If your house was built in the 1800’s it would be difficult to create a historically accurate kitchen although it CAN be done and it would be extremely impressive. Remember though that this 19th century kitchen experienced an evolution of remodeling just as kitchens today so you may be best choosing a later period.
I chose a 1920-30’s kitchen for my 1910 Victorian for at the time it was better for me to modify the existing cabinets instead of tearing them out for free standing furniture.
Kitchens built during the early to mid 20th century are relatively easy to restore. The latest kitchen I would restore would be that from the 1970’s.
What if I have a house from the 1980’s?
Although the 1980’s had their coco brown period, this style is not yet classic or timeless. Wait another 10 years or so until the style can become classic. Another option is to follow the style of the house. If it is Colonial try to make the kitchen more true to the style and period. To do this right you need to hide anything contemporary and show off the period items
To accomplish a timeless kitchen one thing you must never ever do is to create an open kitchen floor plan. Here are 11 Reasons Against the Open Floor Plan.
8 Steps to Make a Timeless Kitchen
Period appliances, cabinets, sink & faucet, counter top, floor, walls, lighting, table & chairs are the 8 topics you will need to focus on to produce a period timeless kitchen.
The following is a collection of articles written mostly by “The Old House Journal” magazine on these eight topics. This material differs depending on the period of your kitchen and cannot all be explained here or I would be writing a book for each decade of kitchens. My best advice is to work from old photos doing a search online for “1930’s kitchen” for example. Old photos or ads are best so you don’t duplicate someone’s restoration mistakes or short-comings.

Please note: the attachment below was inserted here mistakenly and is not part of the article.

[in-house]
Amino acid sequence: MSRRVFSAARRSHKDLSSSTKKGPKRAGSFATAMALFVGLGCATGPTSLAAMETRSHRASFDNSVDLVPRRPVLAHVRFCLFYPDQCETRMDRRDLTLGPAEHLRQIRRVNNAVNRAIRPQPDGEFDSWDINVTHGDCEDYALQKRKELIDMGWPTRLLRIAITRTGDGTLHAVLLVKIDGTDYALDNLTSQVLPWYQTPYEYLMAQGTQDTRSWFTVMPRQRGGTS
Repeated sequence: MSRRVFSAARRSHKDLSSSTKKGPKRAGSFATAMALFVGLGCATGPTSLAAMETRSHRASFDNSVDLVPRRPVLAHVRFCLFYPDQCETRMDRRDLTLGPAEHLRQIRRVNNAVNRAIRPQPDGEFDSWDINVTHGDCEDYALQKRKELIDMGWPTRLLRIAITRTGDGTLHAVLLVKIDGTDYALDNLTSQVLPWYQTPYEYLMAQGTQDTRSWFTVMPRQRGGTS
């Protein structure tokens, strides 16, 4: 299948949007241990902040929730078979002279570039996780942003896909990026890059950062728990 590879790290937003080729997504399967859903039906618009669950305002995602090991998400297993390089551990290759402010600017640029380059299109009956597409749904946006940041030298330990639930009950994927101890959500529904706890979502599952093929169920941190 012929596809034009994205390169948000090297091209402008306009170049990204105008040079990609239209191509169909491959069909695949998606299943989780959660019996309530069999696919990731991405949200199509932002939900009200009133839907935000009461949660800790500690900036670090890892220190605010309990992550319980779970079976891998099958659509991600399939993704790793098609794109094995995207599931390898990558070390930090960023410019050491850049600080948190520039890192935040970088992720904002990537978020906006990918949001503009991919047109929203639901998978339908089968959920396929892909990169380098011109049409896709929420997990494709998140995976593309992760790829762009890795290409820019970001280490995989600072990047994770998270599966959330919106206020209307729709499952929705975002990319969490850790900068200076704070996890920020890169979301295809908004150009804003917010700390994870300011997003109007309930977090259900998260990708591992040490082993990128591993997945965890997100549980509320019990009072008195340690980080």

1 – Kitchen Appliances
- Hide or cover your microwave and other small appliances. Unless they are antiques, they are sure to date your kitchen.
- Find a period stove .
- Get a reproduction refrigerator, hide it behind a false front or make your refrigerator look like an antique icebox with our DIY instructions.
The following are articles that will SURELY help you. Some great timeless kitchen photos too.
Fire & Ice – Kitchen Stoves and Refrigerators – OHJ
Kitchen Classics – Vintage appliances add the perfect touch to a period kitchen– OHJ
Cold Comparisons – a quest for a period refrigerator OHJ
Big Chill – Retro kitchen appliances
2 – Kitchen Cabinets & Hardware for a Timeless Kitchen
For a timeless kitchen, cabinets must be period style. For an early 1900’s look, cabinets should have face-mounted kitchen cabinet doors. Crown Point Cabinetry makes a nice style but their overall kitchen’s are NOT period. They have some flavor but not nearly enough.
Understand that before 1927 most kitchens except for the very trendy did NOT have built in cabinets. There was only free standing furniture. Built-in’s were in the pantry. Crown Point took the cabinet style from the pantry and brought it into the kitchen. This is fine but not authentic. It depends on how far you would like to go with this.
Kitchen Doors, Drawers and Details – OHJ
The Kitchen Furniture – OHJ scroll to page 47
3 – A Sink & Faucet for a Timeless Kitchen
There are many reproduction and salvaged sinks available. This is another focal point of your timeless kitchen. A period looking faucet is also important. Remember that there was a separate hot and color faucet until 1945 when mixers were introduced to combine the two.
The Kitchen Sink – History & Evolution – OHJ
Kitchen Sinks & Countertops – trendy or timeless
4 – Timeless Kitchen Counter tops
This is where most people fail. Avoid the trendy granite tops.
Laminates We Love – OHJ scroll to page 49
5 – Flooring for a Timeless Kitchen
Congoleum Kitchen Flooring – OHJ
6 – Walls and Wainscoting for a Timeless Kitchen
The sanitary kitchen did not arrive until around 1910. Walls were dark wood wainscot before they were painted white. Colorful wallpaper was popular in the 1940-50’s. This information is covered in the other links.